There was a man who left Europe in 1799 to explore what we now call Latin America. He made some prescient predictions about climate change based on what he saw, and was a towering figure in his time. In fact, according to a wonderful interview we found on National Geographic’s website, Darwin would not be Darwin if it weren’t for Alexander Humboldt. National Geographic interviewed Andrea Wulf, author of “The Invention of Nature: Alexander von Humboldt’s New World” a new book that is attempting to restore Humboldt to his rightful prominence in history.
When asked why Humboldt has slipped between the cracks of history, Wulf replies:
I think there are several reasons. He was the last of the great polymaths who lived at a time when you could hold all the world’s knowledge in your head. As science became specialized, people like Humboldt got pushed to the boundaries.
The other thing, which is probably more important, is that he remained famous in the English-speaking world until World War I, when there was a lot of anti-German sentiment. In Cleveland, in 1859, they celebrated Humboldt’s centennial. But with the outbreak of war, they burned all the German books in the library. And he has never really recovered.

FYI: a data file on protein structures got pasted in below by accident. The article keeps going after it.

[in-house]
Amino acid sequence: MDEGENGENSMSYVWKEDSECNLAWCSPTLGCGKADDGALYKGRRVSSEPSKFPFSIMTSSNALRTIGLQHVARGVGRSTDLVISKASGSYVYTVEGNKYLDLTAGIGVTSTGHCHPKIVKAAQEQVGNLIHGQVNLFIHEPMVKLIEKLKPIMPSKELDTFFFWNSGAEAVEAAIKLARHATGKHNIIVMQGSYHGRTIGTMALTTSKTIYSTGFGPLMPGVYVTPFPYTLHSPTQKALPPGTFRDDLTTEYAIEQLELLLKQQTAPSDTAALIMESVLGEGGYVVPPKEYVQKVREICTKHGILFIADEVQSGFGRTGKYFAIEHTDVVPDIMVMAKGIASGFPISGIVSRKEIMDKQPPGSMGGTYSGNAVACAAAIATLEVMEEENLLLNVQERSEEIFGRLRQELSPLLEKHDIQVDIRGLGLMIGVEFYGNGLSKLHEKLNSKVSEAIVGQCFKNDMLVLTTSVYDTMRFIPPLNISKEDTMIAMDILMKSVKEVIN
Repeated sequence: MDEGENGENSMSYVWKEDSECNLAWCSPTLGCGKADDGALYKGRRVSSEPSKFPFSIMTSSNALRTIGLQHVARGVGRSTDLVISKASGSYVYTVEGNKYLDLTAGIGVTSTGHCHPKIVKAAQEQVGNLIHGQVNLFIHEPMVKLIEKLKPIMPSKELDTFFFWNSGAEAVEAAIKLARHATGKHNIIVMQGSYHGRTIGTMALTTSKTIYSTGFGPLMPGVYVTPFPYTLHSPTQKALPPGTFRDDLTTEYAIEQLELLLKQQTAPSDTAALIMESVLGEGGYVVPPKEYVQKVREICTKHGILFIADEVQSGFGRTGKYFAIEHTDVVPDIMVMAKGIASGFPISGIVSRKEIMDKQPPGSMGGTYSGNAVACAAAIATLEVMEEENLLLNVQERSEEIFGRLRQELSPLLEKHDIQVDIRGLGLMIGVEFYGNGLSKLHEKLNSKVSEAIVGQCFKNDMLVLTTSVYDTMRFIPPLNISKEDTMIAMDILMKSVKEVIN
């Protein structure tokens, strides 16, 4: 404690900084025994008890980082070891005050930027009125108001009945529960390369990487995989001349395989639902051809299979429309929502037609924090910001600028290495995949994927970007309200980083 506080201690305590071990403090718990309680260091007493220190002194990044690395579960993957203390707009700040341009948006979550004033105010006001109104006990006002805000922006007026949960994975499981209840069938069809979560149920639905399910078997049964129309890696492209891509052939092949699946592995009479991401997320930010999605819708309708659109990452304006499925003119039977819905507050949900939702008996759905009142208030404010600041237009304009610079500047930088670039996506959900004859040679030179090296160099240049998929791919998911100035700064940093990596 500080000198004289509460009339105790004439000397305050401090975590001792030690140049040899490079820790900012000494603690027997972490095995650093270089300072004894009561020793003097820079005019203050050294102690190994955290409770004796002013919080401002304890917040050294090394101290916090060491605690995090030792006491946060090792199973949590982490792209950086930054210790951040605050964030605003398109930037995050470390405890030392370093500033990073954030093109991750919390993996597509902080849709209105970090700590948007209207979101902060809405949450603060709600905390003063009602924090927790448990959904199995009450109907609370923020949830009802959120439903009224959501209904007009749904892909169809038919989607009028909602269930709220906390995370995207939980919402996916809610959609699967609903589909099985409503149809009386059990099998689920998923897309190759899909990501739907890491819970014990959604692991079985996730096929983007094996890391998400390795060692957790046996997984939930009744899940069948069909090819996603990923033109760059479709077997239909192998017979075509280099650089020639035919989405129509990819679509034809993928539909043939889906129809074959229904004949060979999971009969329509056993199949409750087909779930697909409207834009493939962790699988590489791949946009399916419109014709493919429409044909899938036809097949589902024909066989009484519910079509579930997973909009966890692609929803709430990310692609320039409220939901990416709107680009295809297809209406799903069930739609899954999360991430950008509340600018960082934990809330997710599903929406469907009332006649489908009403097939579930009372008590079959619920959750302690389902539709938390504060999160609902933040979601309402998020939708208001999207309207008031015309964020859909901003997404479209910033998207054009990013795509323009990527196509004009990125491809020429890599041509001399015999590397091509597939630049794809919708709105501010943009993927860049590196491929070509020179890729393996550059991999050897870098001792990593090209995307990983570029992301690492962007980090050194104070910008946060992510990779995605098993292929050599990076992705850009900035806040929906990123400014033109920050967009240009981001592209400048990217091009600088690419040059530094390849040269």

According to Wulf, on his adventures in Latin America, Humboldt ascended every accessible volcano, including Chimborazo, which is just under 21,000 feet. At the time, it was considered the tallest mountain in the world. Wulf continues:
They have terrible shoes and clothing. It’s snowing and freezing cold. He has an injured foot from a previous climb, his feet are bleeding because the soles of his shoes have been shredded on the jagged rocks, and all the time the peak of Chimborazo is covered in fog.
Then suddenly the fog lifts and they see this snowcapped peak against the blue sky. They also see this huge crevasse in front of them. There’s no way to the top, so they stop there, at around 19,400 feet, about 1,000 feet below the peak. This is still the world record. No one has ever climbed that high. Not even air balloons have been that high. So he’s literally standing on top of the world.
Wulf felt compelled to follow in Humboldt’s footsteps, find out why on the next page…